By: Steve Bauhr
In October, I was asked by my neighbor to halter break 5 colts & fillies that he had raised on the ranch next to us. The project included weaning them, turning the mares back out, and working with the youngsters for a few weeks. A couple weeks before the project started, one of them got injured, so we brought him over first. None of these babies had any handling, so catching and doctoring wasn’t going to be easy. But this little guy came around quickly and we managed to get him on the right track.
During negotiations of the original deal, I had my eye on two of the fillies. But as luck and life would have it, I kept two of the colts. The injured colt being one of them. We spent about three weeks working with the whole group. In that time, we simply taught them to be caught, wear a halter, lead up nicely, and allow us in their space. Remember, these babies were plumb wild so they were no different than a bunch of mustangs, only smaller. The same precautions and allowances were taken, keeping both us and babies safe. The good news was they all came around very nicely, and in no time, were we able to brush them, pick up their hooves, lunge them a bit and send them ahead, like into a trailer.
It’s been about month since they left, leaving us with just the two colts. We really haven’t done too much with them since, but the one little guy’s injured leg isn’t improving, so the decision was made to take him in for our Vet to check him out further. We decided to take the other colt as well just for some exposure and a trip in the trailer. While at the Vet, these two youngsters were so very well behaved the staff had to comment, “You must work a lot with these babies, they’re so calm and relaxed!” The fact is we’ve done very little with them in the last month, and didn’t go over board when we halter broke them. So what made the difference?
I believe many times within the Pale of Horsemanship orthodoxy, it can be more about what we “Don’t” do, rather than what we try to do. At our ranch things are relatively quiet. There’s no drama going on with the people who live here or work out here. It’s a friendly and fun environment. Horses feed off that, even though we’re humans. If you don’t believe me, just hang around a place where the humans are a mess and then watch how their horses act. We don’t rush around here either. We take the time it takes, and if we don’t have the time, we don’t take on the project.
If you’re a person who’s always trying to “Fit your horses in” to a busy Saturday schedule, they feed on that as well. It’s not long before horses subject to this vibe start to develop nervous behavior. The, “I have 30 other things to do today,” vibe goes right into your horse, and it’s not good. We have several dogs out here, and we try hard not to yell and scream at them even though they’re far from perfect. There’s nothing worse than someone who is constantly yelling at their dog, especially around horses. The horses pick up on this tension as well, and before long they can become dog haters- don’t ask me how that works, but it does.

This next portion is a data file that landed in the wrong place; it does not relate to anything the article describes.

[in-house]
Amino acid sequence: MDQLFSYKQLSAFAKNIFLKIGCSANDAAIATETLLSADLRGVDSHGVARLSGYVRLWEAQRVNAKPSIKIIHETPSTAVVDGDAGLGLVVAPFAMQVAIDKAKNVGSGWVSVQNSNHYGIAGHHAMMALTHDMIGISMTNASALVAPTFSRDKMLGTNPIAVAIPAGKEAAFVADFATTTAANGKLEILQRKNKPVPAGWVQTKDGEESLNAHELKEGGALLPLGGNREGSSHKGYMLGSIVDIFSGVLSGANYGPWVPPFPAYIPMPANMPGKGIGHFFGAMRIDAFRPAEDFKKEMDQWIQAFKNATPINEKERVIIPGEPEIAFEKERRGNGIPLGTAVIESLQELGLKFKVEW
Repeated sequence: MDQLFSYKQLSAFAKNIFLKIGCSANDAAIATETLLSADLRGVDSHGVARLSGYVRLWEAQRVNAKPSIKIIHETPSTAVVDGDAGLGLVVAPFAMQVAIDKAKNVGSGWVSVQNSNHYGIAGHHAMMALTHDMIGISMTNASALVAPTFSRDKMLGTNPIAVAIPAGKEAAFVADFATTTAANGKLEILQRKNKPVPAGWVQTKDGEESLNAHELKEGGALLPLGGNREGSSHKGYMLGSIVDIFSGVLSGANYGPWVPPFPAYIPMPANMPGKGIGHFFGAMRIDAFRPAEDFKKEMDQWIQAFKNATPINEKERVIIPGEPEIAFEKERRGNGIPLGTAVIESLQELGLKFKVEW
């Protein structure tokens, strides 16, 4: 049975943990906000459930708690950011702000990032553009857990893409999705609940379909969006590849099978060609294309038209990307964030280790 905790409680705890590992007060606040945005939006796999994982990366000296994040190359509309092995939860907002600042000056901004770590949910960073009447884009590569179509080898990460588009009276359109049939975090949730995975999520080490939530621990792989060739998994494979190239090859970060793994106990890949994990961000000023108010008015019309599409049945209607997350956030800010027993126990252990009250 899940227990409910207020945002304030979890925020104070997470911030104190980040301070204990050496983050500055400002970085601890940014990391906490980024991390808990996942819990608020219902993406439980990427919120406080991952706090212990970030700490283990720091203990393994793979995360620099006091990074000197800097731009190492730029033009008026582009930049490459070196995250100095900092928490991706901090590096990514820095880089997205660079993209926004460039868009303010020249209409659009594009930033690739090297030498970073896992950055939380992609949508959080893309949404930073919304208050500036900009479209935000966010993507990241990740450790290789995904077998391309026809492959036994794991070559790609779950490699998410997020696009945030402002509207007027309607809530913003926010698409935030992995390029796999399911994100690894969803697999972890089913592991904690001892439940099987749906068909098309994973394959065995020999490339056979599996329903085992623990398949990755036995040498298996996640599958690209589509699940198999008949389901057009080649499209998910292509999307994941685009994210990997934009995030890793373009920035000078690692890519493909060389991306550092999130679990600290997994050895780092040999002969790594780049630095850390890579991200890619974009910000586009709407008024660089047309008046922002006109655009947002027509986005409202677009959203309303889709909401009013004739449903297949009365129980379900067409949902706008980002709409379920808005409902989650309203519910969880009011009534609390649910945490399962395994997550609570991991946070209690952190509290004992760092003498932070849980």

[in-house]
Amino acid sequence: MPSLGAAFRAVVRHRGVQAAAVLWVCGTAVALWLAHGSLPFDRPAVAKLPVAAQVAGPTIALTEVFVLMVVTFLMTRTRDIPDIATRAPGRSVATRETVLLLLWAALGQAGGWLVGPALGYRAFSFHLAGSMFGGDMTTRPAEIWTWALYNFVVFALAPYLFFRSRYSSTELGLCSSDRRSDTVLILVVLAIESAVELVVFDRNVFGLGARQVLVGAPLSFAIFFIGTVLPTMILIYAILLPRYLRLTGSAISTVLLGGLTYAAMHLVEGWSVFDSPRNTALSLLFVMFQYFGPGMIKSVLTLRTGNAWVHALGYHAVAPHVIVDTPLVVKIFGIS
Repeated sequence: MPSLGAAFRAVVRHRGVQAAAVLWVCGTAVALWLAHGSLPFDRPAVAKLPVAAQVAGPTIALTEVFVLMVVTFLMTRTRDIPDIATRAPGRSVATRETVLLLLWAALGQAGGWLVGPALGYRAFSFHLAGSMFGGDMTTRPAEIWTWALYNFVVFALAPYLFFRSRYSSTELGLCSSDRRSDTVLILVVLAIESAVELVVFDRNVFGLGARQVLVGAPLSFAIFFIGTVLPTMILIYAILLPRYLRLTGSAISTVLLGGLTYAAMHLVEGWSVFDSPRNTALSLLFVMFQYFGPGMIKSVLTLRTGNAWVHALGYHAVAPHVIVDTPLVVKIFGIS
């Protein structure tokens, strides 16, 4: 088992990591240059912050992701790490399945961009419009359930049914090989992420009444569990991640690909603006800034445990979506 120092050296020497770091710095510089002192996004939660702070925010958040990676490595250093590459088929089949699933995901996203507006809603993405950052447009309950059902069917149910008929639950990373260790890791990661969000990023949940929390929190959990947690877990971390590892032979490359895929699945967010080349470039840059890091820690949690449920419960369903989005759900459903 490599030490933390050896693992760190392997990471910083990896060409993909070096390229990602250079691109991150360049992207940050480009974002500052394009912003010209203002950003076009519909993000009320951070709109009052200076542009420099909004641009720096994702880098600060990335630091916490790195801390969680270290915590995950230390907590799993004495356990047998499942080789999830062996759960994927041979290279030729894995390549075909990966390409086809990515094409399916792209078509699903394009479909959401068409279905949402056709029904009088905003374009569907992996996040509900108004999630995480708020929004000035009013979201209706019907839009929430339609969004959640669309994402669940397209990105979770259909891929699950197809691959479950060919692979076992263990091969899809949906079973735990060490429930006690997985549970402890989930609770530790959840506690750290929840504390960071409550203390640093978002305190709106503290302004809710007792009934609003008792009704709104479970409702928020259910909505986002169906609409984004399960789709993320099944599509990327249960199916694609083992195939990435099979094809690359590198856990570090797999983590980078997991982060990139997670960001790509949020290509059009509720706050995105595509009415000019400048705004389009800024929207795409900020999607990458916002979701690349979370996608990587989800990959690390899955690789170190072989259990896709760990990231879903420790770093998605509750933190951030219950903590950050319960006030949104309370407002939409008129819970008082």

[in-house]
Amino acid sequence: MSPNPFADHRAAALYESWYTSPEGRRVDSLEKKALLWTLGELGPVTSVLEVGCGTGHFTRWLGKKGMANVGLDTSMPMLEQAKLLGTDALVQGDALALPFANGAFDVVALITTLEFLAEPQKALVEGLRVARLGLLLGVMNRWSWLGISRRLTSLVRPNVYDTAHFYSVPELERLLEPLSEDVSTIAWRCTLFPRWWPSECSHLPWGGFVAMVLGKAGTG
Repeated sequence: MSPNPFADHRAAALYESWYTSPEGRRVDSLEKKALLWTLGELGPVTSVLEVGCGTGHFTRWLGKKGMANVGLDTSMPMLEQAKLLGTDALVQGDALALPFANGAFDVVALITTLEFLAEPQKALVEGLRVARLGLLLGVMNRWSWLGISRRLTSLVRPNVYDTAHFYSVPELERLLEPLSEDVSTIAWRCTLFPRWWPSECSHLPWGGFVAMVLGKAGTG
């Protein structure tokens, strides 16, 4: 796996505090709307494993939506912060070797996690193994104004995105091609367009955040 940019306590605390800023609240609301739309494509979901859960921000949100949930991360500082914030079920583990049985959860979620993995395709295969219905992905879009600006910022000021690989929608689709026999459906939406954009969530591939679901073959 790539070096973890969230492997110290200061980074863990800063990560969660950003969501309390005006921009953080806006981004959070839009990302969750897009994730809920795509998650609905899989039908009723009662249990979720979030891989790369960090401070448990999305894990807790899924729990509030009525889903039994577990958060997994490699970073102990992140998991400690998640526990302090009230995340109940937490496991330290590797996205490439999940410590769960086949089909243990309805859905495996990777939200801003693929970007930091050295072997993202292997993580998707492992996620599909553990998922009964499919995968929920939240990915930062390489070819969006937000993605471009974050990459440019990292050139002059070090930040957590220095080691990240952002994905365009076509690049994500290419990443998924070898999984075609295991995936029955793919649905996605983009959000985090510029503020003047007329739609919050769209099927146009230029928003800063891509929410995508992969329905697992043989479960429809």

We’re just starting to turn these babies out with the older horses, one at a time, and only with the horses who won’t try to hurt them. This time with an older horse is invaluable. They’ll learn so much about the relationship between horse and human by simply watching how our older horses interact with us. They will also learn how to fit into herd life, which consists of a hierarchy. Just keeping these babies to grow up alone would be a disaster since neither know much about anything. The blind leading the blind!
When we feed these youngsters, we carry a flag and “Don’t” let them crowd or push on us, because they will! Again, it’s more about doing less so it’s not a big lesson were trying to teach here, but if they come too close as we’re bring in food, they quickly run into a flag. I can’t tell you how many babies never had this simple “non-lesson,” only to grow up being one of those horses with their head over the stall and ears pinned at feeding time. We don’t nit-pick horses out here. Horses are quick to pick up on this negative vibe as well. We instead focus on the positive, building character, rather than tearing it down. With these youngsters, it’s the difference between a pet on the neck, even though they didn’t perform to our expectations, or over reacting to them taking a wrong step forward.
Next time you’re around your horses, take note at how much of your training is dependent on you either ‘doing’ something or ‘not’ doing something, and yet still seeing a positive result. You might be surprised at how little we might ‘not’ do to develop an awesome horse!
See ya out there!
Steve Bauhr with his wife Brenda own and operate Bauhr Ranch in Chinese Camp CA, a full horse training facility. For more information, go to bauhrranch.com or find us on Facebook, and check out our new YouTube channel!